Twitter is in an uproar after user @pixelatedboat posted a joke tweet with an “excerpt” from Michael Wolff’s “Fire and Fury,” a book about his experience in the Trump White House.
The “excerpt” claimed that White House staffers had created a fake “gorilla channel” for Trump, which he watched for 17 hours a day.
The sad part? People didn’t realize it was a joke:
Wow, this extract from Wolff’s book is a shocking insight into Trump’s mind: pic.twitter.com/1ZecclggSa
— pixelated boat [ASMR] binaural ~4 hours~ (@pixelatedboat) January 5, 2018
The sharing of the tweet was so widespread that the user temporarily changed his display name to “the gorilla channel thing is a joke.” (It has now been changed back.)
As of the time of this posting, the tweet has almost 26,000 retweets and 87,000 likes.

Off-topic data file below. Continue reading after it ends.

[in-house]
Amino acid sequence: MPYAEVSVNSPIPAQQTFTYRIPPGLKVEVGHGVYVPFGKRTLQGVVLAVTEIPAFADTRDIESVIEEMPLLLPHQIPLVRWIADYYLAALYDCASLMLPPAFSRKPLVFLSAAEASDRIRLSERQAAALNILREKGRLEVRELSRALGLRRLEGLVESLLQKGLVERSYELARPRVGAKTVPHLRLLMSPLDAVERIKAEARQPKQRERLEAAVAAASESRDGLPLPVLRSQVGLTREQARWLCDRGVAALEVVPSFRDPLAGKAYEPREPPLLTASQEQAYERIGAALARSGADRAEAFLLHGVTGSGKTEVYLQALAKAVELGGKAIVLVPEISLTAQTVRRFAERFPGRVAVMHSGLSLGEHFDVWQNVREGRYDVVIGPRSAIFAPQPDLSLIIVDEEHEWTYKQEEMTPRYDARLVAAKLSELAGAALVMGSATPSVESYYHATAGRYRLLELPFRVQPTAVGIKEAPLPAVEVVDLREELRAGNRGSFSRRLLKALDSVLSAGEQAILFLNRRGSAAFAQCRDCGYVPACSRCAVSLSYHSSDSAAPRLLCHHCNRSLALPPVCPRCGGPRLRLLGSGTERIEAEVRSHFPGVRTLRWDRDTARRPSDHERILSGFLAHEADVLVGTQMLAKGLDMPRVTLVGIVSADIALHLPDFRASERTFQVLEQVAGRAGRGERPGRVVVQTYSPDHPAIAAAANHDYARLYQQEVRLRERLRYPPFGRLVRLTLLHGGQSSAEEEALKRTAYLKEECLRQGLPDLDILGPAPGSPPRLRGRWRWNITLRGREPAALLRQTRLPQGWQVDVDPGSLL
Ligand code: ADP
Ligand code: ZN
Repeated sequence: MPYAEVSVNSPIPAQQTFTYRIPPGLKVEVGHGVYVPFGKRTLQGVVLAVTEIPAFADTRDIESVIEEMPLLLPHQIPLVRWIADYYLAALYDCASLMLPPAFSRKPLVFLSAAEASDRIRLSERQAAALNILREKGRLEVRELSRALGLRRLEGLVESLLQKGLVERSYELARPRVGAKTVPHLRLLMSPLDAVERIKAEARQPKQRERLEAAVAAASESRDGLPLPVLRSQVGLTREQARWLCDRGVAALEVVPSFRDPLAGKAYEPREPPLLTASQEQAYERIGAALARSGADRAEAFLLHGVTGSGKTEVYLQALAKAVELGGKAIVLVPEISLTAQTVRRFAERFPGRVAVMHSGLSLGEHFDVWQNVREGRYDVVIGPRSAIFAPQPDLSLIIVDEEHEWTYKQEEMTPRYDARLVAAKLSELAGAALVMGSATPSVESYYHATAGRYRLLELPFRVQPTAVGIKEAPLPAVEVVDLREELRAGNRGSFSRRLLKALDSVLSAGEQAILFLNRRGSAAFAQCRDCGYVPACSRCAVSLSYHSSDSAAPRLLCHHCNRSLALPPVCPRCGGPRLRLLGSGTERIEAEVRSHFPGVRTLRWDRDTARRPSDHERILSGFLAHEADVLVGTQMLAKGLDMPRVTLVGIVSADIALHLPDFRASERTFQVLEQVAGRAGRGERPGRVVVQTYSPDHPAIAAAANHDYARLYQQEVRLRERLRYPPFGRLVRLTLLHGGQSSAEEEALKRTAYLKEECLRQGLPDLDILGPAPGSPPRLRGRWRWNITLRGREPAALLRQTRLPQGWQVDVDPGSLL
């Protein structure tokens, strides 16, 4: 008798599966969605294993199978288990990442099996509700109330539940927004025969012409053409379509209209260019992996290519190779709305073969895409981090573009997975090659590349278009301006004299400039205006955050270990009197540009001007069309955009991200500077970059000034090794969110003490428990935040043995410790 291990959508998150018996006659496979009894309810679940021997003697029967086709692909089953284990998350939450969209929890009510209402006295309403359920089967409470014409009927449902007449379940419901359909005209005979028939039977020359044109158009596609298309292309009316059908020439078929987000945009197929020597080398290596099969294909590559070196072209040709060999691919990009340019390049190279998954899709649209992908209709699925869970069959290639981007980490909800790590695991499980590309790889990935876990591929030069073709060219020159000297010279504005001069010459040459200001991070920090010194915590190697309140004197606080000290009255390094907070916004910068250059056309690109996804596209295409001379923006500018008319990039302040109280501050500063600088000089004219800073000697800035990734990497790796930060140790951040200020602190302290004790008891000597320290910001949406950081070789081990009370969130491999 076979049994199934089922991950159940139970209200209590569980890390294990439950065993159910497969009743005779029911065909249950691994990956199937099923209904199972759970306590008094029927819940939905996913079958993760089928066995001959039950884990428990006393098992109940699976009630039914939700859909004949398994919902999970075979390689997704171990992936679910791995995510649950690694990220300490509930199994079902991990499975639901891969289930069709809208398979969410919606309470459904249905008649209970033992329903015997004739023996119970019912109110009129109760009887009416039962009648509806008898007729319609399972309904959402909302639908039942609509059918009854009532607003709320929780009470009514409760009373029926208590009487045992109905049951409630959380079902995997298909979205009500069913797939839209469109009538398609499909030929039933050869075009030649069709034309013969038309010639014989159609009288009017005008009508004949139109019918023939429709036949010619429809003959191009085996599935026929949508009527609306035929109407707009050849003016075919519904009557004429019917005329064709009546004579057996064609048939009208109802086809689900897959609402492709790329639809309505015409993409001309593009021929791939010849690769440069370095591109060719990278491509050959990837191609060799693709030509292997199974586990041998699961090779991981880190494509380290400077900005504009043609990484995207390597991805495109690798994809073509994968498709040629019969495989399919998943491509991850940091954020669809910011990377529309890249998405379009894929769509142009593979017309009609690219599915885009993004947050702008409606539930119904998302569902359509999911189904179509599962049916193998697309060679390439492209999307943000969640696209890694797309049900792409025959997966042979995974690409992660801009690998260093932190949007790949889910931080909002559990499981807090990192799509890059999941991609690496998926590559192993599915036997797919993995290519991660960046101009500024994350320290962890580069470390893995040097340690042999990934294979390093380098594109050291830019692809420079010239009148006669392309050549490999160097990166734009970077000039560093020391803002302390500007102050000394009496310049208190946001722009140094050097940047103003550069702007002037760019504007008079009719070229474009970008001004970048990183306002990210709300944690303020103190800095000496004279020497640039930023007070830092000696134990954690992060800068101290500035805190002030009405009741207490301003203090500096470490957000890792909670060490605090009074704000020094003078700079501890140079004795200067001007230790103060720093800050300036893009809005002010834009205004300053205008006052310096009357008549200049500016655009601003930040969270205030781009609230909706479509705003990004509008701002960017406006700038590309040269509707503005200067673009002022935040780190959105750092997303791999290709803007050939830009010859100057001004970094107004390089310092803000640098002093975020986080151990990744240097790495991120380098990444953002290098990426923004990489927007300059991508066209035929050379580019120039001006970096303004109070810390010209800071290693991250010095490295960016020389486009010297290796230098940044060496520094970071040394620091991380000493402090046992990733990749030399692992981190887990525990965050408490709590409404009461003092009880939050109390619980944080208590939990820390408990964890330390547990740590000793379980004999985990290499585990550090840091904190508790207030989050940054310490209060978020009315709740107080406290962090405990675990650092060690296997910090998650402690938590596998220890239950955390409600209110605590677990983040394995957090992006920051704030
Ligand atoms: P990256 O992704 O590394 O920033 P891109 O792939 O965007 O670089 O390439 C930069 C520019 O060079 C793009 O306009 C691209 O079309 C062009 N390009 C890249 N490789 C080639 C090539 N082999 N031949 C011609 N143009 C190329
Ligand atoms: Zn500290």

Many users, after realizing they’d been duped, tried to make excuses about how it wasn’t that far from the truth. However, it seems rather pathetic that so many Twitter users cannot identify satire.
What can we learn from this? Jokes can often be used tastefully to draw attention to your brand. Unfortunately, jokes are not always conveyed well over the internet. That’s why, if humor is used in social media, it is important that the content conveys a clear, simple message that cannot be misinterpreted. Additionally, like all communications, they should be reviewed by multiple people before publishing.